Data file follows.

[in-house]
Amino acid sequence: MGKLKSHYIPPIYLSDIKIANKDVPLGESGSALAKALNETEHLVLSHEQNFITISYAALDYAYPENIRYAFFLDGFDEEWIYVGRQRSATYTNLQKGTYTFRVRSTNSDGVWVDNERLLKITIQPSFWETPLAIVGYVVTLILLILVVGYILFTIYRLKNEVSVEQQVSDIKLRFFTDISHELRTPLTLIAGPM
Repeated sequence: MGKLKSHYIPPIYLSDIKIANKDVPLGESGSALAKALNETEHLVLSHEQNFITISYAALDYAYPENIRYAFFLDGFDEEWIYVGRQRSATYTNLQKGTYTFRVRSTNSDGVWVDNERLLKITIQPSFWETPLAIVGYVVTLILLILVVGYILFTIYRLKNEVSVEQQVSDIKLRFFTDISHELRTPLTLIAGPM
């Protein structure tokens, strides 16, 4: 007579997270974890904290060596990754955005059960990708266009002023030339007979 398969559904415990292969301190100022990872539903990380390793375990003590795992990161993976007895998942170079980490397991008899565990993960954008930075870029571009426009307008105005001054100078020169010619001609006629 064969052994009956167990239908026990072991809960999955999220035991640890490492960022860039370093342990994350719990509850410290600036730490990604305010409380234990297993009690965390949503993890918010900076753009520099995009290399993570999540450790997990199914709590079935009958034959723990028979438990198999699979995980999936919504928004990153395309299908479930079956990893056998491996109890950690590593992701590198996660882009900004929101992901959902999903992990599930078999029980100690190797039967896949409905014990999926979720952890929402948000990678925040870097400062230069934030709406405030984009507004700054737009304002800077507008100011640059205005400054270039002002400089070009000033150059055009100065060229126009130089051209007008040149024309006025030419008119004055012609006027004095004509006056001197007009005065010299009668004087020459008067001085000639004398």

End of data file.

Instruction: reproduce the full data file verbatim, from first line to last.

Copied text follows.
[in-house]
Amino acid sequence: MGKLKSHYIPPIYLSDIKIANKDVPLGESGSALAKALNETEHLVLSHEQNFITISYAALDYAYPENIRYAFFLDGFDEEWIYVGRQRSATYTNLQKGTYTFRVRSTNSDGVWVDNERLLKITIQPSFWETPLAIVGYVVTLILLILVVGYILFTIYRLKNEVSVEQQVSDIKLRFFTDISHELRTPLTLIAGPM
Repeated sequence: MGKLKSHYIPPIYLSDIKIANKDVPLGESGSALAKALNETEHLVLSHEQNFITISYAALDYAYPENIRYAFFLDGFDEEWIYVGRQRSATYTNLQKGTYTFRVRSTNSDGVWVDNERLLKITIQPSFWETPLAIVGYVVTLILLILVVGYILFTIYRLKNEVSVEQQVSDIKLRFFTDISHELRTPLTLIAGPM
């Protein structure tokens, strides 16, 4: 007579997270974890904290060596990754955005059960990708266009002023030339007979 398969559904415990292969301190100022990872539903990380390793375990003590795992990161993976007895998942170079980490397991008899565990993960954008930075870029571009426009307008105005001054100078020169010619001609006629 064969052994009956167990239908026990072991809960999955999220035991640890490492960022860039370093342990994350719990509850410290600036730490990604305010409380234990297993009690965390949503993890918010900076753009520099995009290399993570999540450790997990199914709590079935009958034959723990028979438990198999699979995980999936919504928004990153395309299908479930079956990893056998491996109890950690590593992701590198996660882009900004929101992901959902999903992990599930078999029980100690190797039967896949409905014990999926979720952890929402948000990678925040870097400062230069934030709406405030984009507004700054737009304002800077507008100011640059205005400054270039002002400089070009000033150059055009100065060229126009130089051209007008040149024309006025030419008119004055012609006027004095004509006056001197007009005065010299009668004087020459008067001085000639004398």